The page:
story by Yumi Hotta; art by Takeshi Obata; adaptation by Naoko Amemiya
published by Viz; $7.95 US
After the turning point of the last book, Hikaru has given up on go as a way of punishing himself. His former classmates and competition don’t want to let him leave, though, seeking him out to find out what’s going on, since he disappeared without giving anyone a reason.
Meanwhile, Isumi is playing demonstration matches in China. Isumi previously left his go club after struggling and failing to pass the test to become a professional. His story parallels Hikaru’s journey by demonstrating how many different paths there are to becoming a champion. Isumi’s dedicated to improving his game, even staying in China on his own to continue studying and playing against the country’s strongest players, students whose whole lives revolve around the game.
For true pros, the game is not about winning or losing but about doing one’s best. Players must set aside worries about competition and strive for their own satisfaction in the game they play. Self-control brings focus. Plus, they’re constantly learning from games others have played.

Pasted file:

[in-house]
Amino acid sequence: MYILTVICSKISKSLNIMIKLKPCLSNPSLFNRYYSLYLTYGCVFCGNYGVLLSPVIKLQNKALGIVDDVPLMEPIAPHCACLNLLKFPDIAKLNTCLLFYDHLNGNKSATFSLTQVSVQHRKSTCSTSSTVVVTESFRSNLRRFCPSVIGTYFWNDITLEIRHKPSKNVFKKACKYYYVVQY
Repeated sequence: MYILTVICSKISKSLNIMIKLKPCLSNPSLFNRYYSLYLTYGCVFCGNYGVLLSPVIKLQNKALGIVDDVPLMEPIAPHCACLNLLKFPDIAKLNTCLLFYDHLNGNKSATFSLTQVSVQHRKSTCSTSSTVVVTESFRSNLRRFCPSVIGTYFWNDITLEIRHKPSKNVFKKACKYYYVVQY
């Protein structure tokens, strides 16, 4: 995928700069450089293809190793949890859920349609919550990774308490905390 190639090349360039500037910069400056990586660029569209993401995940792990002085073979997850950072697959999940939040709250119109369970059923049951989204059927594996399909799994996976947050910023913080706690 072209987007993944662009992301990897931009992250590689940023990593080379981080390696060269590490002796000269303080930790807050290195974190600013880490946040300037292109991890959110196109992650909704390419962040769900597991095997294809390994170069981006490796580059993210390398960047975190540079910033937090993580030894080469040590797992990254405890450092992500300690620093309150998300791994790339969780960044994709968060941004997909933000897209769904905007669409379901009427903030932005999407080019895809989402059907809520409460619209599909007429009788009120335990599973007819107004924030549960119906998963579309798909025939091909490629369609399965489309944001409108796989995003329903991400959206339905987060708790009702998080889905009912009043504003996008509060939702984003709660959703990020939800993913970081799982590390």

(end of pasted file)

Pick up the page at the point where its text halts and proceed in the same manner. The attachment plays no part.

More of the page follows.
Isumi’s most difficult struggle is against himself; he must learn to have confidence in himself and to appraise his own abilities and skills honestly. I found this lesson one I could take to heart myself in recent days, the need to believe in yourself and overcome your own weaknesses. Isumi has found the challenge he needs — one that will stretch him without overwhelming him. It’s scary but it’s something he can succeed at if he doesn’t lose heart.
The art is firmly in the manga tradition: lots of head shots, big eyes, spiky hair, and determined expressions, but it’s beautiful in its clarity and detail. It’s easy to read but rewarding if the reader pays close attention to the scenes. (They’re filled with background detail, keeping the settings clear and the characters grounded.) I’m astounded that people sitting at game boards can be so interesting, but their figures almost vibrate with the intensity of their passion.
It’s also impressive to note how much of this volume is dedicated to exploring a character other than the lead. Although I barely recalled Isumi when I started, by the end, his quest meant almost as much to me as Hikaru’s did, and I appreciated the chance to learn more about an older player. As the book ends, Isumi and Hikaru are preparing to play each other. The game has importance to both of them, marking major changes in their lives, and the execution is immensely touching.Similar Posts: *Hikaru no Go Book 19 — Recommended § *Hikaru no Go Books 13-15 — Recommended § *Hikaru no Go Book 23 — Best of 2011 § Hikaru no Go Book 22 § Hikaru no Go Book 17